California’s coastline has abundant fish and sea animals just waiting for you to explore. Beneath the waves, you will find fish of every shape, size, and species. However, only one is the official state marine fish. The garibaldi!
Garibaldi fish (Hypsypops rubicundus) is bright yellow territorial fish you might spot hiding in little holes on a rocky reef near shore. In 1995, they became the official California state marine fish to protect them from overfishing. Let’s learn all about garibaldi fish and where you can find them.
What Does Garibaldi Look Like?
Garibaldi is a plump, round, bright orange fish that grows up to 15 inches long and weighs up to 2 pounds, belonging to the damselfish family. They have an angled head with large lips, small mouths, and intense yellow eyes. In addition, this fish species has a flattened body covered in large scales.
Juvenile garibaldi is a vivid orange color covered in iridescent blue spots. In addition, they have black outlined large blue markings on their back and outlining their fins, disappearing when they reach 2 inches long. All the blue markings and spots will vanish when they reach 6 inches long.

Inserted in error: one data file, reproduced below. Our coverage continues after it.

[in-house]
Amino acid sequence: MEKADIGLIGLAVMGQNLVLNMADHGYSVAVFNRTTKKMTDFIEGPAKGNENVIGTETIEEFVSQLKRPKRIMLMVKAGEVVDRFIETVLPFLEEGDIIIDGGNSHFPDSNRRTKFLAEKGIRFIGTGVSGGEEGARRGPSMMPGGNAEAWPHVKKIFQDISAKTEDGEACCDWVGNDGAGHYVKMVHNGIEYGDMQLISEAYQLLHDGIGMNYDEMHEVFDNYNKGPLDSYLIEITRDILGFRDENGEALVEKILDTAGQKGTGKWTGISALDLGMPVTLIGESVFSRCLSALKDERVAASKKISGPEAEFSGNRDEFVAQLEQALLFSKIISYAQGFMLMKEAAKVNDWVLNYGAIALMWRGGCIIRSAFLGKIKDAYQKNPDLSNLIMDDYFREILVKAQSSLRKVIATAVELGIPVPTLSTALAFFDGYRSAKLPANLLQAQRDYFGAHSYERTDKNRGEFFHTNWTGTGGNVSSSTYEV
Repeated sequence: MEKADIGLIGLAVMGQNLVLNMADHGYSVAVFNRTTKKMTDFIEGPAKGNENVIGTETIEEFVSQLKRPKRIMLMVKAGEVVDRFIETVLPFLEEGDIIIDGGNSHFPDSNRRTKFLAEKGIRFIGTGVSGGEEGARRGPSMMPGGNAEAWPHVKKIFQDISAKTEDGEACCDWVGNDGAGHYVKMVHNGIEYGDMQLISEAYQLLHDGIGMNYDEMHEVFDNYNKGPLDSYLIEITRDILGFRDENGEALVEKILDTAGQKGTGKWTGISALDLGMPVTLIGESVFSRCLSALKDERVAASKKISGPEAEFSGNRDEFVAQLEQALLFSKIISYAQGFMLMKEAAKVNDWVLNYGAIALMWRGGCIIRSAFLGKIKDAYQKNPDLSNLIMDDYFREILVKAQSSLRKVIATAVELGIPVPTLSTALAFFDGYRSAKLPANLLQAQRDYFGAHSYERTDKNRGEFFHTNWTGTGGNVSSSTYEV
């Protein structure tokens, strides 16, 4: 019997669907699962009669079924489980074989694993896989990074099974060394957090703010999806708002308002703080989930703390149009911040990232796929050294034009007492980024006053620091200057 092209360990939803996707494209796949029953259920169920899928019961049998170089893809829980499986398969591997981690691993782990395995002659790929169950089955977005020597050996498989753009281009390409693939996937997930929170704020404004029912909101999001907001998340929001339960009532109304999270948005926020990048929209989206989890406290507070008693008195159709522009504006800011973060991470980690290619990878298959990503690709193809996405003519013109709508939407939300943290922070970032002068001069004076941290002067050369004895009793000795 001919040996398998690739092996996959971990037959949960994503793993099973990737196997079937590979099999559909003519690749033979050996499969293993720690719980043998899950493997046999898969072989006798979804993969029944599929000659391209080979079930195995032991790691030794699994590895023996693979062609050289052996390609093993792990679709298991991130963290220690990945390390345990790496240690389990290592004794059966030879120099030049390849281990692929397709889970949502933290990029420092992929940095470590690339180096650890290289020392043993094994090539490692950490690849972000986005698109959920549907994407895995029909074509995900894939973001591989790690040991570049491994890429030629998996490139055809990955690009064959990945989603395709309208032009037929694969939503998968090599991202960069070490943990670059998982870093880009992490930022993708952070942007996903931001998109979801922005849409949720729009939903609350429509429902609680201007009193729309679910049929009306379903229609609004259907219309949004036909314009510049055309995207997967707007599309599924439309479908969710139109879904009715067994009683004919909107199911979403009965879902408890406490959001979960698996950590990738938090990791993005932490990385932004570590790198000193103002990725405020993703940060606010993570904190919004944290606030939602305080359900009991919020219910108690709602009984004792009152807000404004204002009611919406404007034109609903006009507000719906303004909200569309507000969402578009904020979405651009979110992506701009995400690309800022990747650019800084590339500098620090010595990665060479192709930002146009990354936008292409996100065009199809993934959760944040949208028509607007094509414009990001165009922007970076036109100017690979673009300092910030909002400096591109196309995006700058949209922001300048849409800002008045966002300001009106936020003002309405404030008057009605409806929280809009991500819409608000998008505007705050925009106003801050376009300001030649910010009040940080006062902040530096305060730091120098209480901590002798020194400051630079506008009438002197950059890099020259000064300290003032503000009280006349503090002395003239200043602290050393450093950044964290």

With how striking garibaldi fish are, it’s no wonder they are the official California state marine fish!
Garibaldis are solitary fish that can live anywhere from 17 to 25 years. They never swim in schools, but you can find them scattered in groups a few feet above the bottom of the oceans during breeding times. They find homes in protective holes close to a feeding area so they can quickly retreat to safety.
Garibaldis are territorial and aggressive fish, mostly males. They will attack almost any fish near their home, even their own kind. When these fish attack, they make a clicking noise from hitting their throat teeth together.
Garibaldi Prey and Predators
Garibaldi is omnivorous, with a diet mostly being algal growth and bottom-dwellers. They normally hunt during the day and can pull fish and algae from underneath rocks. Occasionally, females will feed on their eggs.
Let’s take a look at the common diet of a garibaldi:
- Sea stars
- Marine worms
Although these are aggressive fish, there are many predators looking for a garibaldi meal. Besides fishermen and divers, garibaldi’s natural predators include:
- Sea lions
- Bald eagles
- Large fish
Where You Can Catch Garibaldi
Actually, you can’t catch garibaldi fish. According to the National Park Service, “Conservation actions have been taken by the State of California to fully protect the species,” making it illegal to catch them. However, since banning garibaldi fishing, the numbers have significantly increased. As a result, the IUCN Red List of Threatened Species states they are of “least concern.”
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